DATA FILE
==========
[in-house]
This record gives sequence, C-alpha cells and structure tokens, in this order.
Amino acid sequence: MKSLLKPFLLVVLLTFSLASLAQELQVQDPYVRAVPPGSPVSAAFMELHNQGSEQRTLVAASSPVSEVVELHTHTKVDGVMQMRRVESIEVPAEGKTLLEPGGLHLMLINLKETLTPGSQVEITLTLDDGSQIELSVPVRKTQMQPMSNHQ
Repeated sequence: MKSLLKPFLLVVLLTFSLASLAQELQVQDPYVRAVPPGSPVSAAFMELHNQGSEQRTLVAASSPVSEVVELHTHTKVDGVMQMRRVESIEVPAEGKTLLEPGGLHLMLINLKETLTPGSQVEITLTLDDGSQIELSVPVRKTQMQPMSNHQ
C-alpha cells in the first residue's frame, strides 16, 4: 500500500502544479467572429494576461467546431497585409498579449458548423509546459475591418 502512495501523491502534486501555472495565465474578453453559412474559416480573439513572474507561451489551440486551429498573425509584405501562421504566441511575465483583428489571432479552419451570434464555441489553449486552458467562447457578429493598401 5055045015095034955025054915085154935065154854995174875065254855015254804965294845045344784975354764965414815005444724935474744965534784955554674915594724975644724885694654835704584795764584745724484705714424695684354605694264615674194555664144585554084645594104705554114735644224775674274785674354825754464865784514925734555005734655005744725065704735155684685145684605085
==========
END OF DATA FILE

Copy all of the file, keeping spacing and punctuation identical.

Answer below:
[in-house]
This record gives sequence, C-alpha cells and structure tokens, in this order.
Amino acid sequence: MKSLLKPFLLVVLLTFSLASLAQELQVQDPYVRAVPPGSPVSAAFMELHNQGSEQRTLVAASSPVSEVVELHTHTKVDGVMQMRRVESIEVPAEGKTLLEPGGLHLMLINLKETLTPGSQVEITLTLDDGSQIELSVPVRKTQMQPMSNHQ
Repeated sequence: MKSLLKPFLLVVLLTFSLASLAQELQVQDPYVRAVPPGSPVSAAFMELHNQGSEQRTLVAASSPVSEVVELHTHTKVDGVMQMRRVESIEVPAEGKTLLEPGGLHLMLINLKETLTPGSQVEITLTLDDGSQIELSVPVRKTQMQPMSNHQ
C-alpha cells in the first residue's frame, strides 16, 4: 500500500502544479467572429494576461467546431497585409498579449458548423509546459475591418 502512495501523491502534486501555472495565465474578453453559412474559416480573439513572474507561451489551440486551429498573425509584405501562421504566441511575465483583428489571432479552419451570434464555441489553449486552458467562447457578429493598401 5055045015095034955025054915085154935065154854995174875065254855015254804965294845045344784975354764965414815005444724935474744965534784955554674915594724975644724885694654835704584795764584745724484705714424695684354605694264615674194555664144585554084645594104705554114735644224775674274785674354825754464865784514925734555005734655005744725065704735155684685145684605085